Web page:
What Freed Me from the Prison of Spasticity

February 5, 2019

What Freed Me from the Prison of Spasticity

After my C6-7 spinal cord injury at age 16, I experienced severe muscle spasms. My legs would extend out straight or pull in so forcefully that the Velcro® strap behind my heels would break. I would kick off my shoes when my legs involuntarily shot out straight. My hands balled up in fists so tight that my finger nails left an impression on the palms of my hands

Muscle spasms occur from wayward messages firing in the spinal cord. At first, muscle spasms gives hope that something is “working.” A finger twitches, a leg jumps. That must be good, right?

Not necessarily.

Even though I was taking four oral medications several times a day, the spasticity continued. The medicine would make my eyes so heavy that I’d often doze off in class. I went to physical therapy to stretch out my muscles several times a week in addition to going to college full-time.

But nothing helped. I was in a prison of spasticity.

At Any Cost

At my wit’s end, I decided to speak with my doctor. I’d heard about something called an alcohol wash. I thought it would kill the nerves in my spinal cord. In reality this procedure is only a temporary relief to spasticity. But three years after my injury, I was ready to get rid of the spasticity at any cost.  

A New Option

Thankfully, my doctor had a better option. She introduced me to the Medtronic baclofen pump.

A research study was going on for this device that would deliver a tiny amount of baclofen (an anti-spasticity drug) into the spinal fluid. The pump would be implanted into the abdomen, while a catheter would run from the pump into the spinal fluid. Medicine would be directly administered to the spinal cord and prevent the spasms.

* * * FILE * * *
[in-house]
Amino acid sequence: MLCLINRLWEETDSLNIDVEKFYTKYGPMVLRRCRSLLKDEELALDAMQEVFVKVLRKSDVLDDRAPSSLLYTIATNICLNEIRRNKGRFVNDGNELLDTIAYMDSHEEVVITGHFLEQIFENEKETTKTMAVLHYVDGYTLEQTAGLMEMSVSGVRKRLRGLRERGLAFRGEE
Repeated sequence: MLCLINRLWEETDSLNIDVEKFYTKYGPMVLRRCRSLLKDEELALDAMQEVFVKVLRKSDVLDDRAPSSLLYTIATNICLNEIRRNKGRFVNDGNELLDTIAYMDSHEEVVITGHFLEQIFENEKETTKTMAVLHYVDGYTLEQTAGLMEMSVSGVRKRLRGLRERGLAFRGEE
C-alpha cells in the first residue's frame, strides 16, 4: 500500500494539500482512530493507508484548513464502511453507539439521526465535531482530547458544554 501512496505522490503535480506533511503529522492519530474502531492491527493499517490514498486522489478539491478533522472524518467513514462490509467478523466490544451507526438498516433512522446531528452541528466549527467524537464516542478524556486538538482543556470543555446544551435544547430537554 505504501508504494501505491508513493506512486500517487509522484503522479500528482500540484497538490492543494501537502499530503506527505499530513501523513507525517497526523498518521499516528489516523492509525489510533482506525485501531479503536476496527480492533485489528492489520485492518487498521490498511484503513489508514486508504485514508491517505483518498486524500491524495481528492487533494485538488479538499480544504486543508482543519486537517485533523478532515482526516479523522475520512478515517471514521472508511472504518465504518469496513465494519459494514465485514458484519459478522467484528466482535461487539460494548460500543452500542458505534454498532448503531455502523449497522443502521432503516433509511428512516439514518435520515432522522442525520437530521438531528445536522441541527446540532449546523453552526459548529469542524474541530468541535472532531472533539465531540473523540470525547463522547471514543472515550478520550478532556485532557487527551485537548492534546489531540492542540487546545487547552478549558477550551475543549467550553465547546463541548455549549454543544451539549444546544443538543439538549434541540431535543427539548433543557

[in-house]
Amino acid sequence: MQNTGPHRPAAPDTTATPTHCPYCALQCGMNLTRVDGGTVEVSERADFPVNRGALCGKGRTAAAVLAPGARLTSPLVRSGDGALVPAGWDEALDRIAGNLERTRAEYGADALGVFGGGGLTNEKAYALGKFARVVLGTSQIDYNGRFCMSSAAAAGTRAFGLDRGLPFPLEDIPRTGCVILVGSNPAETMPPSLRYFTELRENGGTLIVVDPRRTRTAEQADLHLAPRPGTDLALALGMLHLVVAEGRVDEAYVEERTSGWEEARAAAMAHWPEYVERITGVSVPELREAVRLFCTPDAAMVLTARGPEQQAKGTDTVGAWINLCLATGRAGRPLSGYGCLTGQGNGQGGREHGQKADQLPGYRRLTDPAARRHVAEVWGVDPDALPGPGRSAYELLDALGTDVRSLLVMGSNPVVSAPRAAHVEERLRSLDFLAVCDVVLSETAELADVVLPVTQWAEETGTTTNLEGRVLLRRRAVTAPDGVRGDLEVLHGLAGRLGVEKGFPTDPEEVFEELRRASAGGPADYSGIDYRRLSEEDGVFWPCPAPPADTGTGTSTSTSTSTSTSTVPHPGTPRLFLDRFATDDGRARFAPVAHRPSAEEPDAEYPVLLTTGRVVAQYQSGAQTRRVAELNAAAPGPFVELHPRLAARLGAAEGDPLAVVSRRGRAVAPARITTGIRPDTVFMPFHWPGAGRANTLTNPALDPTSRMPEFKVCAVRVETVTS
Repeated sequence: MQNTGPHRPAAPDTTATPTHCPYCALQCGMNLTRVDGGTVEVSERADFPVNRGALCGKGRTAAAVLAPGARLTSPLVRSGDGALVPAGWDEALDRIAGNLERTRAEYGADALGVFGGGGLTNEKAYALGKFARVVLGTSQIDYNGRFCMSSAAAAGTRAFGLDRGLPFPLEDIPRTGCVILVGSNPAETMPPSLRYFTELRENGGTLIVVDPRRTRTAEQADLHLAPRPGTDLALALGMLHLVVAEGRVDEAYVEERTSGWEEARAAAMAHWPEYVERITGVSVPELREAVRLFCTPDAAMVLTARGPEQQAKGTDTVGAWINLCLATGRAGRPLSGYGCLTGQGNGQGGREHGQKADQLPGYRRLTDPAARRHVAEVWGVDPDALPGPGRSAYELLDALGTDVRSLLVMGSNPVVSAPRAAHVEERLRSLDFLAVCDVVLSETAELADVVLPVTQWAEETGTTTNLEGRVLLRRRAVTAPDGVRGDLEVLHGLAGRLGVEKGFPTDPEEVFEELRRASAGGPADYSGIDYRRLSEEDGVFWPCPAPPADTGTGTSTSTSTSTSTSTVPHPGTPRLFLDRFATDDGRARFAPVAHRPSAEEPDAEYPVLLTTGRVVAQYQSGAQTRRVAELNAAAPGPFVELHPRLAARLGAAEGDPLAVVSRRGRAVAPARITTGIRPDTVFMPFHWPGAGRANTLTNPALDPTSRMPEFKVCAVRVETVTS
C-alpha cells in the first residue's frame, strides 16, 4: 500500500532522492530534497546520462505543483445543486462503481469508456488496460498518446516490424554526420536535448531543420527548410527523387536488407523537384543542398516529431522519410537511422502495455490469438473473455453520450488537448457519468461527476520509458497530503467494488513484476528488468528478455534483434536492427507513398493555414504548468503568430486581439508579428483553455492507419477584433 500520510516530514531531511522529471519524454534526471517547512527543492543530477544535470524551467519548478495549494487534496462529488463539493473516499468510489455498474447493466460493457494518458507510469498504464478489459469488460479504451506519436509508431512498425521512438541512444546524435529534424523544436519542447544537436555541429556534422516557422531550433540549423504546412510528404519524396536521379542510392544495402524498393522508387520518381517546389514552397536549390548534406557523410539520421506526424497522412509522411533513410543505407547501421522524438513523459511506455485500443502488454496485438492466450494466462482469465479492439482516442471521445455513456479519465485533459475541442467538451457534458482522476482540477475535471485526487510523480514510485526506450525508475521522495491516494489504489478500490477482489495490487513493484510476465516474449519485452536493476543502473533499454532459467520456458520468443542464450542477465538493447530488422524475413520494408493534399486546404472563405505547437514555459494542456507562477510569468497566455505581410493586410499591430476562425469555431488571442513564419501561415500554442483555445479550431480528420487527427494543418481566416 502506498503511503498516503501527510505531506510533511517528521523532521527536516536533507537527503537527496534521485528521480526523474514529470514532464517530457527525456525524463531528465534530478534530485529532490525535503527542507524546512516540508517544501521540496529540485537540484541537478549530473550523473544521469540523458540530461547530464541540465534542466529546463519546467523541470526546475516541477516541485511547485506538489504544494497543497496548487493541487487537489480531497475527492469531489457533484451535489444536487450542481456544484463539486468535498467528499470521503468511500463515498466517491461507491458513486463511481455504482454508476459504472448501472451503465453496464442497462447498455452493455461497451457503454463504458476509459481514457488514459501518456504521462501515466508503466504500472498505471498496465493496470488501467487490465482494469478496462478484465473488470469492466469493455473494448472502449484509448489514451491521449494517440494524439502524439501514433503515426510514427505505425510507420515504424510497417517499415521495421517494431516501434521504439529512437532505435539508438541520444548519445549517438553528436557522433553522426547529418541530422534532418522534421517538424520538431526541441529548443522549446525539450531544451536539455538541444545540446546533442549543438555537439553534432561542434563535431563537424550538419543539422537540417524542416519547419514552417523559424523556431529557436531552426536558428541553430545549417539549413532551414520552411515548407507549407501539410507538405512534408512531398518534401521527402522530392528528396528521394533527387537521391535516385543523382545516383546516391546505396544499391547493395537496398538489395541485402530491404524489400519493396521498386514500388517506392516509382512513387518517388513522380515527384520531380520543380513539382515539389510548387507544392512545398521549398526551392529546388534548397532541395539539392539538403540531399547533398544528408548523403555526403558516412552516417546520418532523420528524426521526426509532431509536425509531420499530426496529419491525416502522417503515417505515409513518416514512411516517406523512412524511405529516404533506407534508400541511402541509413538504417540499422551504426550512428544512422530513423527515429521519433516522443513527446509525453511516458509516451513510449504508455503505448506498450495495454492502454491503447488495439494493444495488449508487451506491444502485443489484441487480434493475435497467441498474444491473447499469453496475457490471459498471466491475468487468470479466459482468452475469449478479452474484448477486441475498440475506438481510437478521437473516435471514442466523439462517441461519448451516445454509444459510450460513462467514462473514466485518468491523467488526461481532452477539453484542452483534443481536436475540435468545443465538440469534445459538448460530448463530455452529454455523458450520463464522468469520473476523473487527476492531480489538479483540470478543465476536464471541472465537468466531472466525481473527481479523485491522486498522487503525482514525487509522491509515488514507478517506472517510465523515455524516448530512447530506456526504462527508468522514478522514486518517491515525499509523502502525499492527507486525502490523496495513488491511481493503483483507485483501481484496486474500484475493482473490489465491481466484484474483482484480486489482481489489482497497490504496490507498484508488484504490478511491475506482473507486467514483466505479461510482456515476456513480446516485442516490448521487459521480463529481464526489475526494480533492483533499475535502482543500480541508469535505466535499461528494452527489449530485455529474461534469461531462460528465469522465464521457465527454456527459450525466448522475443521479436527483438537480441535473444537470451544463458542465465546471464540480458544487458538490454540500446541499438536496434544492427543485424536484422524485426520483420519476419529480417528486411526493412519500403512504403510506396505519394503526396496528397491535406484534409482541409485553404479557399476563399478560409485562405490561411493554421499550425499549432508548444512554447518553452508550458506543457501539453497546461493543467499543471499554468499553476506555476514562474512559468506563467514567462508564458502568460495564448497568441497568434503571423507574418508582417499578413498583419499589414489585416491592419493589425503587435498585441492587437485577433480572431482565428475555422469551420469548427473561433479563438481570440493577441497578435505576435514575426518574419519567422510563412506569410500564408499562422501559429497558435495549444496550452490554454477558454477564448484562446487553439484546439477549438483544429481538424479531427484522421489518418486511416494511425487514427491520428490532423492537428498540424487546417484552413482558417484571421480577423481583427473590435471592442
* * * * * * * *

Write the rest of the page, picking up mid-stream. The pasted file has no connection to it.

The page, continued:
The Trial

Several weeks later I lay in a hospital bed speaking with a doctor as he prepared to give me a test dose of the baclofen through a spinal tap. About an hour after the medication had been placed in my spinal fluid, he moved each leg through a series of range of motion exercises, testing the effectiveness of the baclofen.

My legs had become flaccid. The doctor moved both legs without any resistance. It felt like a miracle.

The Surgery

With only a little hesitation and much hope, I had surgery with the same neurosurgeon who had performed my spinal fusion three years prior. For three long days, I had to lie flat on my back to allow healing of the surgical site. I had an excruciating spinal headache, but staying flat eased that pain a bit, too.  

The Resulting Freedom

It’s been almost 27 years since I first received the pump. Spasticity no longer controls my life. I was able to reduce and eventually eliminate all of my oral medication for muscle spasms. Finally, I could stay awake in class. I began driving knowing that muscle spasms – or taking too much medication – wouldn’t endanger my ability to drive. And I was able to increase my independence by safely transferring in and out of bed.